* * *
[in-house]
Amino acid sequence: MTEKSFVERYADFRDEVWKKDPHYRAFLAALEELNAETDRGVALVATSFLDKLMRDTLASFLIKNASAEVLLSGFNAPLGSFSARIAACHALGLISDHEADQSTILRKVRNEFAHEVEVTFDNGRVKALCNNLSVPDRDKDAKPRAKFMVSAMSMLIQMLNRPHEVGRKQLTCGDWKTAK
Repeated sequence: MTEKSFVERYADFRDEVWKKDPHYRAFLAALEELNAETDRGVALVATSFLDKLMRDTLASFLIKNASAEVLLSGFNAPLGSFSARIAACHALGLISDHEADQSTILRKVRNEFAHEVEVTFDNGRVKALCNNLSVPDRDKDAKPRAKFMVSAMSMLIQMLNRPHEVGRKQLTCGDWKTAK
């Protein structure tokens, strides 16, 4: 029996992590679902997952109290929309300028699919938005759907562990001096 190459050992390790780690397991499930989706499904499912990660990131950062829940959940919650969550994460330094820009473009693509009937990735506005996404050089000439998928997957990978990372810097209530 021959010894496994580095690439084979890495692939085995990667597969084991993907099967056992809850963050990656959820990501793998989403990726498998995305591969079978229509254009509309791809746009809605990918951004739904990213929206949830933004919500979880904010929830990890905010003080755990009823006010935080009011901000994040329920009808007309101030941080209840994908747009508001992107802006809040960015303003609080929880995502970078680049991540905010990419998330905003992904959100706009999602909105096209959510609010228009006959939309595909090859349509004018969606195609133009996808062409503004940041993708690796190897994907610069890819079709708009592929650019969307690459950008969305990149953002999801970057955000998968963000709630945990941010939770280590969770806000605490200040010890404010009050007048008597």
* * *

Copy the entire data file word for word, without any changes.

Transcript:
[in-house]
Amino acid sequence: MTEKSFVERYADFRDEVWKKDPHYRAFLAALEELNAETDRGVALVATSFLDKLMRDTLASFLIKNASAEVLLSGFNAPLGSFSARIAACHALGLISDHEADQSTILRKVRNEFAHEVEVTFDNGRVKALCNNLSVPDRDKDAKPRAKFMVSAMSMLIQMLNRPHEVGRKQLTCGDWKTAK
Repeated sequence: MTEKSFVERYADFRDEVWKKDPHYRAFLAALEELNAETDRGVALVATSFLDKLMRDTLASFLIKNASAEVLLSGFNAPLGSFSARIAACHALGLISDHEADQSTILRKVRNEFAHEVEVTFDNGRVKALCNNLSVPDRDKDAKPRAKFMVSAMSMLIQMLNRPHEVGRKQLTCGDWKTAK
């Protein structure tokens, strides 16, 4: 029996992590679902997952109290929309300028699919938005759907562990001096 190459050992390790780690397991499930989706499904499912990660990131950062829940959940919650969550994460330094820009473009693509009937990735506005996404050089000439998928997957990978990372810097209530 021959010894496994580095690439084979890495692939085995990667597969084991993907099967056992809850963050990656959820990501793998989403990726498998995305591969079978229509254009509309791809746009809605990918951004739904990213929206949830933004919500979880904010929830990890905010003080755990009823006010935080009011901000994040329920009808007309101030941080209840994908747009508001992107802006809040960015303003609080929880995502970078680049991540905010990419998330905003992904959100706009999602909105096209959510609010228009006959939309595909090859349509004018969606195609133009996808062409503004940041993708690796190897994907610069890819079709708009592929650019969307690459950008969305990149953002999801970057955000998968963000709630945990941010939770280590969770806000605490200040010890404010009050007048008597």